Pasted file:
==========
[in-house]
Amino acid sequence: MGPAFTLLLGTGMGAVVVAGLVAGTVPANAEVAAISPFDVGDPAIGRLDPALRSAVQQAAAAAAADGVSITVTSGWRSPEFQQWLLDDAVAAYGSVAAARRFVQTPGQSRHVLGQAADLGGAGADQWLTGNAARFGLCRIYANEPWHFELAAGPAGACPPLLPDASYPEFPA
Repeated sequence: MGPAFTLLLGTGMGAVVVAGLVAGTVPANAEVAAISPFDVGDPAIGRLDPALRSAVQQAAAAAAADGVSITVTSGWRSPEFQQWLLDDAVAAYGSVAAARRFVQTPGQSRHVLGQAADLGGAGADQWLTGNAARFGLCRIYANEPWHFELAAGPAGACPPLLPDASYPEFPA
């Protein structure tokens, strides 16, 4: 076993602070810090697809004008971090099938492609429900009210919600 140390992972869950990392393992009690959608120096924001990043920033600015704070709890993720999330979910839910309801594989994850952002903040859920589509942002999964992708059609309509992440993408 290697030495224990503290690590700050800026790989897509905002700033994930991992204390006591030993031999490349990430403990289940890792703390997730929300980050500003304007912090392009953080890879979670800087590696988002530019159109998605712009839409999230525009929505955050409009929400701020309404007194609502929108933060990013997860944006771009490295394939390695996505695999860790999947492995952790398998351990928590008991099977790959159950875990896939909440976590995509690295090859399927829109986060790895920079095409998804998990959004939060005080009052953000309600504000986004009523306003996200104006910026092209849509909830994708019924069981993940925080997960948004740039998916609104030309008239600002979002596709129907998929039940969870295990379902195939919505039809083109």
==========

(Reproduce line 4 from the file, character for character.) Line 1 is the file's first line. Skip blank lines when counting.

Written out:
């Protein structure tokens, strides 16, 4: 076993602070810090697809004008971090099938492609429900009210919600 140390992972869950990392393992009690959608120096924001990043920033600015704070709890993720999330979910839910309801594989994850952002903040859920589509942002999964992708059609309509992440993408 290697030495224990503290690590700050800026790989897509905002700033994930991992204390006591030993031999490349990430403990289940890792703390997730929300980050500003304007912090392009953080890879979670800087590696988002530019159109998605712009839409999230525009929505955050409009929400701020309404007194609502929108933060990013997860944006771009490295394939390695996505695999860790999947492995952790398998351990928590008991099977790959159950875990896939909440976590995509690295090859399927829109986060790895920079095409998804998990959004939060005080009052953000309600504000986004009523306003996200104006910026092209849509909830994708019924069981993940925080997960948004740039998916609104030309008239600002979002596709129907998929039940969870295990379902195939919505039809083109």